August 09, 2016
It goes without saying that basic dental hygiene is the cornerstone of maintaining a picture-perfect smile. This includes daily brushing, flossing, and regular checkups. If you’re doing those three things, you’re on the right track. But that’s not enough. The food and drinks you consume also play a huge role in whether or not you’ll show up at the dentist’s office with a mouthful of cavities. There are certain foods that are cavity-creators, and other foods that can help you fight decay.
Carbonated soft drinks: Everyone knows that soda contains tons of sugar, which is a main culprit of decay. But the carbonation in soda, as well as the phosphorus that most soft drinks contain, can also be enemies of your teeth’s enamel, contributing to its breakdown and the subsequent development of cavities.
Fruit juices: While important for your health, fruit juices have the double-whammy of often being high in sugar and, in the case of citrus juices, being relatively acidic. Add to this the fact that many bottled fruit juices have added sugar as well, and you have a mandate for moderation.
Sugary candies: The best advice we can give you? Stop eating sugary candy entirely. Particularly the kinds that stay in your mouth for a period of time, like hard-candy drops, lollipops or “suckers.” You’re essentially bathing your teeth in sugar with these foods, so make them a once-in-a-while treat if you must indulge -- or stick to candy treats that leave your mouth quickly, like chocolate drops.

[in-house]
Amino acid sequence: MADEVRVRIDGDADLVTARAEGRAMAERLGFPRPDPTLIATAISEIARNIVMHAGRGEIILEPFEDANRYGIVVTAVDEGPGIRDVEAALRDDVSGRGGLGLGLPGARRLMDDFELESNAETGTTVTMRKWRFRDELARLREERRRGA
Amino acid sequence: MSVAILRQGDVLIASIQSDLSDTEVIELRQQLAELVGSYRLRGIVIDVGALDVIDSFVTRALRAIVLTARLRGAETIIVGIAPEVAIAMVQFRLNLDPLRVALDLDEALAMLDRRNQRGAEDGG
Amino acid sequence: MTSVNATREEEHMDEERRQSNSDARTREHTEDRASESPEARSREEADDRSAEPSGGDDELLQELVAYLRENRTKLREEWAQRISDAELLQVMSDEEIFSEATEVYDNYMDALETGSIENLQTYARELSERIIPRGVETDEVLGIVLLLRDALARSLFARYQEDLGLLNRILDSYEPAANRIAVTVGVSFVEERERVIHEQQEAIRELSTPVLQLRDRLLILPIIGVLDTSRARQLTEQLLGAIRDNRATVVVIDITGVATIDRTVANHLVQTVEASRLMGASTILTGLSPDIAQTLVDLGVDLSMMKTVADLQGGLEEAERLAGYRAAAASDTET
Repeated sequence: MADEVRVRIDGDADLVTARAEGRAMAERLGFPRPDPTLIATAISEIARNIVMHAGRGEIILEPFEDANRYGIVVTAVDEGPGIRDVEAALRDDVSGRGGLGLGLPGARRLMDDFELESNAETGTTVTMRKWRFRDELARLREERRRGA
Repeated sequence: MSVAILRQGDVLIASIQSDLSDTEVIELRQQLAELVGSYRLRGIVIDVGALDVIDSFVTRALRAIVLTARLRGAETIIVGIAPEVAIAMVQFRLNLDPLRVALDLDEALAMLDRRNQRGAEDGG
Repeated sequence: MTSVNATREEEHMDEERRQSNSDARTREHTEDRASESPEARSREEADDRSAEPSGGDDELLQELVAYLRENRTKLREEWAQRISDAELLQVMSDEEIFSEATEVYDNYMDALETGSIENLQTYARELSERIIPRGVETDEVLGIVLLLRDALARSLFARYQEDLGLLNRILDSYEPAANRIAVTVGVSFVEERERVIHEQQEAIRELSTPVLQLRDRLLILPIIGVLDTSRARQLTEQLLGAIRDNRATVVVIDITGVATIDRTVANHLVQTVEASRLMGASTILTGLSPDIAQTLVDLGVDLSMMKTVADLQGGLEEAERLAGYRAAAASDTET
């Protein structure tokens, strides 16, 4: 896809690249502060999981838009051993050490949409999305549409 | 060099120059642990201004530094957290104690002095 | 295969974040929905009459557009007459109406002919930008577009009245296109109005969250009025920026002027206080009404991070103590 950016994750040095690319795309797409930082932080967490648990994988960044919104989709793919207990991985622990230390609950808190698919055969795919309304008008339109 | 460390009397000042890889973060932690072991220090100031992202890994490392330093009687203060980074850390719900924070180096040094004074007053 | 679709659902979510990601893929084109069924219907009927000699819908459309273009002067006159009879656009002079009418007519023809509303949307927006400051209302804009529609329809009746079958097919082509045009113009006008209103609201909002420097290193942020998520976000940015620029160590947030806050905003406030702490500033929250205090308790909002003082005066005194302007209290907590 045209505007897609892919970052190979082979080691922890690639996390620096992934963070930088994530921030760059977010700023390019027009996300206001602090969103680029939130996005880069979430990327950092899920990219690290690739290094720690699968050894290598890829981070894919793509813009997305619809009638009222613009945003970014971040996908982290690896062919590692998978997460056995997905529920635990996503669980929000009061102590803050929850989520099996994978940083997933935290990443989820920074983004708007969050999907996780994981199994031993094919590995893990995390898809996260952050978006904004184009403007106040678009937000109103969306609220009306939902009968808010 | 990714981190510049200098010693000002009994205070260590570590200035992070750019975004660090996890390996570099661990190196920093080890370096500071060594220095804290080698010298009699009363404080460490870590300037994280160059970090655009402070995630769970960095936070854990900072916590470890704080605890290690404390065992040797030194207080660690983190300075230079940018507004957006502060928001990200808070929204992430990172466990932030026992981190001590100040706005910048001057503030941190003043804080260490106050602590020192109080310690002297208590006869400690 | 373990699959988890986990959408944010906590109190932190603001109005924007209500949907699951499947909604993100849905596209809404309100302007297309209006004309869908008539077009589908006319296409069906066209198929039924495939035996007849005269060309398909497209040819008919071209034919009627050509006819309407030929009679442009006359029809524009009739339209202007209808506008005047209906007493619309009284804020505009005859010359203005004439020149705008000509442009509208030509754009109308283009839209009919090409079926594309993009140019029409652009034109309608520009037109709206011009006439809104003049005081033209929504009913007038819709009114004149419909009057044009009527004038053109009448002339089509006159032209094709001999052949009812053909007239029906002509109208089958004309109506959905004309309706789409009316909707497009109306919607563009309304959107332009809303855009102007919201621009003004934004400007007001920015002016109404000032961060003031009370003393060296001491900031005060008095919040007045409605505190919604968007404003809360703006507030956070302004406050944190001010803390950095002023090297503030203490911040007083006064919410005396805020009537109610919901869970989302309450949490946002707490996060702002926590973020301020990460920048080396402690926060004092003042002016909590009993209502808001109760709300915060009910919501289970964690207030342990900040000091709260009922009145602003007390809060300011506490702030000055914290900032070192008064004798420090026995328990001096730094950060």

Acidic foods: “Healthy” fruits and vegetables like lemons, limes and tomatoes are nutritious and enjoyable. Just remember they’re acidic, and acid can eat away at your teeth’s enamel. No need to put a ban on these foods, just remember to brush afterward.
Dairy: Low-fat milk, yogurt and cheeses are terrific sources of calcium, which is a key factor in healthy teeth.
Leafy greens: Bok choy, broccoli and similar dark-green vegetables are also high in calcium.
Fiber: Not only are they good for digestion and colon health, high-fiber foods stimulate saliva production and flow, which is the body’s natural defense against tooth decay. Enjoy dried fruits (dates, raisins, figs) and non-acidic fresh fruits (bananas, apples) often.
Whole grains: Vitamin B, an essential element of whole grains, is crucial to healthy gums, as is the magnesium that grains contain. Rather than choosing white rice, for example – which is high in sugar – choose brown rice and whole grain pastas.
Sugarless gum: Many dentists say that chewing sugar-free gum after a meal helps rinse acid off your teeth. The artificial sweetener xylitol, used in gum, may have decay-preventive qualities.
Tap water: Water straight from the tap is great if you live in a community with fluoridated water. There’s nothing better for preventing cavities than fluoride – check your city or town’s municipal website if you’re not sure whether your local tap water is fluoridated.
Straws: If you must indulge in sugary liquids, consider using a straw, which can keep you from bathing your teeth in sugar as you sip.
Again, none of these food-related tips is a substitute for good old-fashioned dental hygiene and professional care – but every little thing you can do to battle the onset of cavities helps. While dental professionals are constantly working on new ways to prevent cavities, the responsibility starts with you. Opting for cavity-preventing foods and steering clear of cavity-causing ones just makes good sense.